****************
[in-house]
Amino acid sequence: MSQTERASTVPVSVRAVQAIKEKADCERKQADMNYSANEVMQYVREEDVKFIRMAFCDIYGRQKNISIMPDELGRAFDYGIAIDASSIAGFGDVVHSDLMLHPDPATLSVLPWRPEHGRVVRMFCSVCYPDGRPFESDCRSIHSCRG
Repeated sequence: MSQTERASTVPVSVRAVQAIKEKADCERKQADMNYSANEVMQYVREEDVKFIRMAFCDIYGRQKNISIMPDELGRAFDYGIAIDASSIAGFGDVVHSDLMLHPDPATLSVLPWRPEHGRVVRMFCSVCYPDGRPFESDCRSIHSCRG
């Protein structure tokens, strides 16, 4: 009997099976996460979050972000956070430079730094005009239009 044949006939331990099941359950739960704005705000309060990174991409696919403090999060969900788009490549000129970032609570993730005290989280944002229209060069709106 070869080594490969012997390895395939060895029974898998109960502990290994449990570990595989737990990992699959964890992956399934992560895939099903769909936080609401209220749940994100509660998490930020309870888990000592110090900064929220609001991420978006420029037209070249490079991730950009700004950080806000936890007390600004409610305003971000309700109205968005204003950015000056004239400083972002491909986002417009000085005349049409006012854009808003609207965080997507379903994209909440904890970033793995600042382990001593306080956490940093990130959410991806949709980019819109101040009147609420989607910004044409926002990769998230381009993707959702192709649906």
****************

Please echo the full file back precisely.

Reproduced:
[in-house]
Amino acid sequence: MSQTERASTVPVSVRAVQAIKEKADCERKQADMNYSANEVMQYVREEDVKFIRMAFCDIYGRQKNISIMPDELGRAFDYGIAIDASSIAGFGDVVHSDLMLHPDPATLSVLPWRPEHGRVVRMFCSVCYPDGRPFESDCRSIHSCRG
Repeated sequence: MSQTERASTVPVSVRAVQAIKEKADCERKQADMNYSANEVMQYVREEDVKFIRMAFCDIYGRQKNISIMPDELGRAFDYGIAIDASSIAGFGDVVHSDLMLHPDPATLSVLPWRPEHGRVVRMFCSVCYPDGRPFESDCRSIHSCRG
């Protein structure tokens, strides 16, 4: 009997099976996460979050972000956070430079730094005009239009 044949006939331990099941359950739960704005705000309060990174991409696919403090999060969900788009490549000129970032609570993730005290989280944002229209060069709106 070869080594490969012997390895395939060895029974898998109960502990290994449990570990595989737990990992699959964890992956399934992560895939099903769909936080609401209220749940994100509660998490930020309870888990000592110090900064929220609001991420978006420029037209070249490079991730950009700004950080806000936890007390600004409610305003971000309700109205968005204003950015000056004239400083972002491909986002417009000085005349049409006012854009808003609207965080997507379903994209909440904890970033793995600042382990001593306080956490940093990130959410991806949709980019819109101040009147609420989607910004044409926002990769998230381009993707959702192709649906």